For example, a contractor may be required to use only new materials on a project. Is this strictly required, or can the drafting be amended so that the use of new materials is only required in certain scenarios?

Ambitious sustainability targets can be met by repurposing many of the contractual mechanisms commonly used in the construction industry today to ensure the right pricing, specifications, and standards. Examples of climate-aligned construction contract drafting may be found in the supplemental provisions of the JCT 2016 Edition contracts2 and NEC Secondary Option X29.

These clauses are not solutions in themselves; however, they serve to focus the attention of the construction contract parties at the outset to create a framework that can be used to give contractual effect to reduce the climate impact through the lifecycle of the asset.

The Chancery Lane Project (TCLP)

TCLP is a rapidly expanding initiative of lawyers, construction industry experts, and sustainability professionals working to adapt contracts to combat the climate crisis. A suite of precedent clauses for construction-specific drafting (drafted for use in accordance with the laws of England and Wales) was released by TCLP and is available freely for download on the TCLP website.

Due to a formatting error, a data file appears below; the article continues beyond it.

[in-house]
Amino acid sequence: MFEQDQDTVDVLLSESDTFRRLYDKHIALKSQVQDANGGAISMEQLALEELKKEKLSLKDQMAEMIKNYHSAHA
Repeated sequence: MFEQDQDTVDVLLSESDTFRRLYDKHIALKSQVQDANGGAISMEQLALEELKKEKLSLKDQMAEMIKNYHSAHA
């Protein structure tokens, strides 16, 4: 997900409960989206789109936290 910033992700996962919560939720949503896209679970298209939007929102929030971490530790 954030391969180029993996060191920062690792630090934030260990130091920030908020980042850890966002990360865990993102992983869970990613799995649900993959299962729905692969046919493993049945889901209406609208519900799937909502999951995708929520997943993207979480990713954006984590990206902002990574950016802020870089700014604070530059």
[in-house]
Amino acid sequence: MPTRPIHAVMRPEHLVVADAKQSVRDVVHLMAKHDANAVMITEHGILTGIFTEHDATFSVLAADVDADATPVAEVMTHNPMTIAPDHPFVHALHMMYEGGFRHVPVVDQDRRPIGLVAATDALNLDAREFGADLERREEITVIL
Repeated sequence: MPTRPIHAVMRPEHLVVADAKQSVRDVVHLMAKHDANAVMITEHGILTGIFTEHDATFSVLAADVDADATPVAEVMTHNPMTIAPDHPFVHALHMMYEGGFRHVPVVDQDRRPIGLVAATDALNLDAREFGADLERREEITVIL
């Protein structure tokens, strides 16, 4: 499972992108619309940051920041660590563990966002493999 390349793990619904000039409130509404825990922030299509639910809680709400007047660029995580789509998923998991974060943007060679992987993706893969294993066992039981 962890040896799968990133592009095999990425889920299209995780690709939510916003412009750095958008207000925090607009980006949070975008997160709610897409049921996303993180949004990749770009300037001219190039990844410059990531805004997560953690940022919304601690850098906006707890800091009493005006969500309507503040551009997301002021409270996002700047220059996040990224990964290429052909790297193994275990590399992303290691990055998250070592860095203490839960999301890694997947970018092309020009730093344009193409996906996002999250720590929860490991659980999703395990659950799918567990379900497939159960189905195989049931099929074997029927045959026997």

While TCLP clauses are a useful resource, they cannot be inserted into a construction contract without further thought. Careful consideration needs to be given at the outset of a project to the steps that the parties to a construction contract can take to reduce carbon emissions throughout the project lifecycle and equally careful consideration needs to be given to the contract drafting to ensure that those steps are measurable and achievable.

How can Matheson help?

At Matheson, we provide ESG and climate-related drafting expertise in the areas of sustainable construction; sustainable commercial real estate; natural resources and utilities; waste and the circular economy; sustainable finance; governance; climate action; energy, employment practices; supply chain management; investment funds; environmental and planning; and data privacy. Aisling Cassidy is a Senior Associate in Matheson's Construction and Engineering team and is a member of the TCLP Construction Law Working Group tasked with adapting the TCLP built environment clauses for use in the Irish market. Matheson's Construction and Engineering team is led by partner, Rhona Henry.

This article was first featured in Eolas Magazine, Issue 56, published 16 February 2023. To access the full digital magazine click here .


1 Whole Life Carbon in Construction and the Built Environment in Ireland | Today & 2030" v4, October 2022, produced by the Building in a Climate Emergency (BIACE) Research Lab, UCD School of Architecture, Planning and Environmental Policy, for the Irish Green Building Council.

2 "Sustainable Development and Environmental Considerations": supplemental provision 8 Part 2 of Schedule 2, JCT Design and Build Contract, 2016 Edition and supplemental provision 4 in Schedule 8, JCT Standard Building Contract, 2016 Edition.

The content of this article is intended to provide a general guide to the subject matter. Specialist advice should be sought about your specific circumstances.